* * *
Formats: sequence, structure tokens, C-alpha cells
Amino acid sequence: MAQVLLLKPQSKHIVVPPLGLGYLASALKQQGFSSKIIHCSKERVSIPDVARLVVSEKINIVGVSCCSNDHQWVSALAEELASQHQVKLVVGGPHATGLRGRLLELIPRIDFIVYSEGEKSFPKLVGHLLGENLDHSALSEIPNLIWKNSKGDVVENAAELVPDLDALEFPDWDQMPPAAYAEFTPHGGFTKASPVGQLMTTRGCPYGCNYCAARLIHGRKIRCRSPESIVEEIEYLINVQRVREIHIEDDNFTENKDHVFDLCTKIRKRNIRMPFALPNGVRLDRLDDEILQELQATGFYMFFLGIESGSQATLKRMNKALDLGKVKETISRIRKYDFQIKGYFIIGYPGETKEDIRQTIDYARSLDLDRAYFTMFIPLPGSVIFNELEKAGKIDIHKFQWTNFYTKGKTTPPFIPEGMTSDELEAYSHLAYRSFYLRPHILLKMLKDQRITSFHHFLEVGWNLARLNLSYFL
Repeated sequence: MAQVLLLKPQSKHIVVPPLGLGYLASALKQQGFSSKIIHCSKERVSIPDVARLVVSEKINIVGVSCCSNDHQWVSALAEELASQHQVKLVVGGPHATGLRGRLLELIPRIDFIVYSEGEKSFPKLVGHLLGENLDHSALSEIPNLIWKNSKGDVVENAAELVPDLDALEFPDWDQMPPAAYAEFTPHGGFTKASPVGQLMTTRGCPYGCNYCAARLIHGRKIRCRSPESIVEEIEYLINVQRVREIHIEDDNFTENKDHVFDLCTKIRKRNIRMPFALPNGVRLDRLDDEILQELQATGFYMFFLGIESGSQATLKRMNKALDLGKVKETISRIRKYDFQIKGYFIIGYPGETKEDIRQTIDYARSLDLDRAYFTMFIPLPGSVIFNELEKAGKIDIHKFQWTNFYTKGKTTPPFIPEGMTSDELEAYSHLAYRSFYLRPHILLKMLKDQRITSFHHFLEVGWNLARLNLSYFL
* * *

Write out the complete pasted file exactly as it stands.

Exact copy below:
Formats: sequence, structure tokens, C-alpha cells
Amino acid sequence: MAQVLLLKPQSKHIVVPPLGLGYLASALKQQGFSSKIIHCSKERVSIPDVARLVVSEKINIVGVSCCSNDHQWVSALAEELASQHQVKLVVGGPHATGLRGRLLELIPRIDFIVYSEGEKSFPKLVGHLLGENLDHSALSEIPNLIWKNSKGDVVENAAELVPDLDALEFPDWDQMPPAAYAEFTPHGGFTKASPVGQLMTTRGCPYGCNYCAARLIHGRKIRCRSPESIVEEIEYLINVQRVREIHIEDDNFTENKDHVFDLCTKIRKRNIRMPFALPNGVRLDRLDDEILQELQATGFYMFFLGIESGSQATLKRMNKALDLGKVKETISRIRKYDFQIKGYFIIGYPGETKEDIRQTIDYARSLDLDRAYFTMFIPLPGSVIFNELEKAGKIDIHKFQWTNFYTKGKTTPPFIPEGMTSDELEAYSHLAYRSFYLRPHILLKMLKDQRITSFHHFLEVGWNLARLNLSYFL
Repeated sequence: MAQVLLLKPQSKHIVVPPLGLGYLASALKQQGFSSKIIHCSKERVSIPDVARLVVSEKINIVGVSCCSNDHQWVSALAEELASQHQVKLVVGGPHATGLRGRLLELIPRIDFIVYSEGEKSFPKLVGHLLGENLDHSALSEIPNLIWKNSKGDVVENAAELVPDLDALEFPDWDQMPPAAYAEFTPHGGFTKASPVGQLMTTRGCPYGCNYCAARLIHGRKIRCRSPESIVEEIEYLINVQRVREIHIEDDNFTENKDHVFDLCTKIRKRNIRMPFALPNGVRLDRLDDEILQELQATGFYMFFLGIESGSQATLKRMNKALDLGKVKETISRIRKYDFQIKGYFIIGYPGETKEDIRQTIDYARSLDLDRAYFTMFIPLPGSVIFNELEKAGKIDIHKFQWTNFYTKGKTTPPFIPEGMTSDELEAYSHLAYRSFYLRPHILLKMLKDQRITSFHHFLEVGWNLARLNLSYFL